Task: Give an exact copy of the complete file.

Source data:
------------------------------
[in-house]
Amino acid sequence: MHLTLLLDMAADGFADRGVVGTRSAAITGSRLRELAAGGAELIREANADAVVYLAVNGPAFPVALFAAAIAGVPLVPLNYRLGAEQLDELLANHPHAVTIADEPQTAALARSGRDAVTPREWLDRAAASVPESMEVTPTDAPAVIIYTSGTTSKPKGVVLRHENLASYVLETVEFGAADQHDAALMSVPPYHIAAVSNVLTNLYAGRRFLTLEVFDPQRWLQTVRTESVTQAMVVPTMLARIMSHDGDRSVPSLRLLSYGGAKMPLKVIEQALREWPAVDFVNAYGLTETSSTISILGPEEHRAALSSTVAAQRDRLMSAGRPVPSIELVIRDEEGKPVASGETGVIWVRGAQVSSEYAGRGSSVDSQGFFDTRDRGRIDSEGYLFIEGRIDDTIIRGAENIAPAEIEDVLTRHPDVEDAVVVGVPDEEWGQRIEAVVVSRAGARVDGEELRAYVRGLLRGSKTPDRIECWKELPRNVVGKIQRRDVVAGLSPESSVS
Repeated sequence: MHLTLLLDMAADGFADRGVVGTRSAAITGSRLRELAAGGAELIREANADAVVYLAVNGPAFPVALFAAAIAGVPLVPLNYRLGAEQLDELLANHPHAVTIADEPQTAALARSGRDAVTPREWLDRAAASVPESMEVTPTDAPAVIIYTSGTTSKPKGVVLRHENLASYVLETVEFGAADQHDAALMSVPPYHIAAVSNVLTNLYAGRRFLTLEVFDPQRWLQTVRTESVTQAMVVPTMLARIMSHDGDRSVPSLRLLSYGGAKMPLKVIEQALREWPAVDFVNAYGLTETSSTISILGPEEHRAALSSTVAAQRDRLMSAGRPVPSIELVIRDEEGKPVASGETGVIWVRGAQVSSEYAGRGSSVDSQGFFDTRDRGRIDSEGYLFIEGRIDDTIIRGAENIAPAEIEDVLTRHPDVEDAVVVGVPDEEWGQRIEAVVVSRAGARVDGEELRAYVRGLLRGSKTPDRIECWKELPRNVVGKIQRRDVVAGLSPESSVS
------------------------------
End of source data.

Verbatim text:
[in-house]
Amino acid sequence: MHLTLLLDMAADGFADRGVVGTRSAAITGSRLRELAAGGAELIREANADAVVYLAVNGPAFPVALFAAAIAGVPLVPLNYRLGAEQLDELLANHPHAVTIADEPQTAALARSGRDAVTPREWLDRAAASVPESMEVTPTDAPAVIIYTSGTTSKPKGVVLRHENLASYVLETVEFGAADQHDAALMSVPPYHIAAVSNVLTNLYAGRRFLTLEVFDPQRWLQTVRTESVTQAMVVPTMLARIMSHDGDRSVPSLRLLSYGGAKMPLKVIEQALREWPAVDFVNAYGLTETSSTISILGPEEHRAALSSTVAAQRDRLMSAGRPVPSIELVIRDEEGKPVASGETGVIWVRGAQVSSEYAGRGSSVDSQGFFDTRDRGRIDSEGYLFIEGRIDDTIIRGAENIAPAEIEDVLTRHPDVEDAVVVGVPDEEWGQRIEAVVVSRAGARVDGEELRAYVRGLLRGSKTPDRIECWKELPRNVVGKIQRRDVVAGLSPESSVS
Repeated sequence: MHLTLLLDMAADGFADRGVVGTRSAAITGSRLRELAAGGAELIREANADAVVYLAVNGPAFPVALFAAAIAGVPLVPLNYRLGAEQLDELLANHPHAVTIADEPQTAALARSGRDAVTPREWLDRAAASVPESMEVTPTDAPAVIIYTSGTTSKPKGVVLRHENLASYVLETVEFGAADQHDAALMSVPPYHIAAVSNVLTNLYAGRRFLTLEVFDPQRWLQTVRTESVTQAMVVPTMLARIMSHDGDRSVPSLRLLSYGGAKMPLKVIEQALREWPAVDFVNAYGLTETSSTISILGPEEHRAALSSTVAAQRDRLMSAGRPVPSIELVIRDEEGKPVASGETGVIWVRGAQVSSEYAGRGSSVDSQGFFDTRDRGRIDSEGYLFIEGRIDDTIIRGAENIAPAEIEDVLTRHPDVEDAVVVGVPDEEWGQRIEAVVVSRAGARVDGEELRAYVRGLLRGSKTPDRIECWKELPRNVVGKIQRRDVVAGLSPESSVS